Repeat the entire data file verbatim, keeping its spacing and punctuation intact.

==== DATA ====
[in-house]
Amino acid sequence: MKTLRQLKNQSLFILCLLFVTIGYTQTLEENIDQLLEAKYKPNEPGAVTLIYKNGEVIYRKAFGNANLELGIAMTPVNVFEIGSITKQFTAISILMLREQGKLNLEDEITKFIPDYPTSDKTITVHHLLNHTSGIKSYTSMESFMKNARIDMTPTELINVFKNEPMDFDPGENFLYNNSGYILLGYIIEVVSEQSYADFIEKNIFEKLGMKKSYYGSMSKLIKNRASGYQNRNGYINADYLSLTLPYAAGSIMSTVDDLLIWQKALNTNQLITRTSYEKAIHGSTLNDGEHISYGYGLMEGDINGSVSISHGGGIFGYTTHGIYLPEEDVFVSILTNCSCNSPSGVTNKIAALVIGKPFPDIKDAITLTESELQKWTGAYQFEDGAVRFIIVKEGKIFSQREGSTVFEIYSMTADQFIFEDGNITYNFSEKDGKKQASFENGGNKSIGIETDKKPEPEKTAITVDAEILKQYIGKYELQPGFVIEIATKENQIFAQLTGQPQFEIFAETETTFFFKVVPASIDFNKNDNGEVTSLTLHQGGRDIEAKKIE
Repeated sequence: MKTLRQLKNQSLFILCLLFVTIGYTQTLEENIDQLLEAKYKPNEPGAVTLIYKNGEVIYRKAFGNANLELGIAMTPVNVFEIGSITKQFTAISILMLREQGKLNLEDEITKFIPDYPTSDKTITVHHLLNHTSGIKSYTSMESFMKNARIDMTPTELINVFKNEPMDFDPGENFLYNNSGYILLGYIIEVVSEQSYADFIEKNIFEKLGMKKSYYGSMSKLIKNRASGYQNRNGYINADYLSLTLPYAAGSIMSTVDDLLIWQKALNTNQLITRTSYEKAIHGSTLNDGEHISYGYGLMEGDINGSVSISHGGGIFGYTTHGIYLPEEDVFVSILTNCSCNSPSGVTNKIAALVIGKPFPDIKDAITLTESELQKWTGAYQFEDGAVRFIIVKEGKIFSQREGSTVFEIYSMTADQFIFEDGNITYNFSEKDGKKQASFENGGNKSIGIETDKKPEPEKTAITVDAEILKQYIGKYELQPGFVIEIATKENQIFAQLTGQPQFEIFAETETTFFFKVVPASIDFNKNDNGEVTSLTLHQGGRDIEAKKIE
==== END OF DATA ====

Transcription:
[in-house]
Amino acid sequence: MKTLRQLKNQSLFILCLLFVTIGYTQTLEENIDQLLEAKYKPNEPGAVTLIYKNGEVIYRKAFGNANLELGIAMTPVNVFEIGSITKQFTAISILMLREQGKLNLEDEITKFIPDYPTSDKTITVHHLLNHTSGIKSYTSMESFMKNARIDMTPTELINVFKNEPMDFDPGENFLYNNSGYILLGYIIEVVSEQSYADFIEKNIFEKLGMKKSYYGSMSKLIKNRASGYQNRNGYINADYLSLTLPYAAGSIMSTVDDLLIWQKALNTNQLITRTSYEKAIHGSTLNDGEHISYGYGLMEGDINGSVSISHGGGIFGYTTHGIYLPEEDVFVSILTNCSCNSPSGVTNKIAALVIGKPFPDIKDAITLTESELQKWTGAYQFEDGAVRFIIVKEGKIFSQREGSTVFEIYSMTADQFIFEDGNITYNFSEKDGKKQASFENGGNKSIGIETDKKPEPEKTAITVDAEILKQYIGKYELQPGFVIEIATKENQIFAQLTGQPQFEIFAETETTFFFKVVPASIDFNKNDNGEVTSLTLHQGGRDIEAKKIE
Repeated sequence: MKTLRQLKNQSLFILCLLFVTIGYTQTLEENIDQLLEAKYKPNEPGAVTLIYKNGEVIYRKAFGNANLELGIAMTPVNVFEIGSITKQFTAISILMLREQGKLNLEDEITKFIPDYPTSDKTITVHHLLNHTSGIKSYTSMESFMKNARIDMTPTELINVFKNEPMDFDPGENFLYNNSGYILLGYIIEVVSEQSYADFIEKNIFEKLGMKKSYYGSMSKLIKNRASGYQNRNGYINADYLSLTLPYAAGSIMSTVDDLLIWQKALNTNQLITRTSYEKAIHGSTLNDGEHISYGYGLMEGDINGSVSISHGGGIFGYTTHGIYLPEEDVFVSILTNCSCNSPSGVTNKIAALVIGKPFPDIKDAITLTESELQKWTGAYQFEDGAVRFIIVKEGKIFSQREGSTVFEIYSMTADQFIFEDGNITYNFSEKDGKKQASFENGGNKSIGIETDKKPEPEKTAITVDAEILKQYIGKYELQPGFVIEIATKENQIFAQLTGQPQFEIFAETETTFFFKVVPASIDFNKNDNGEVTSLTLHQGGRDIEAKKIE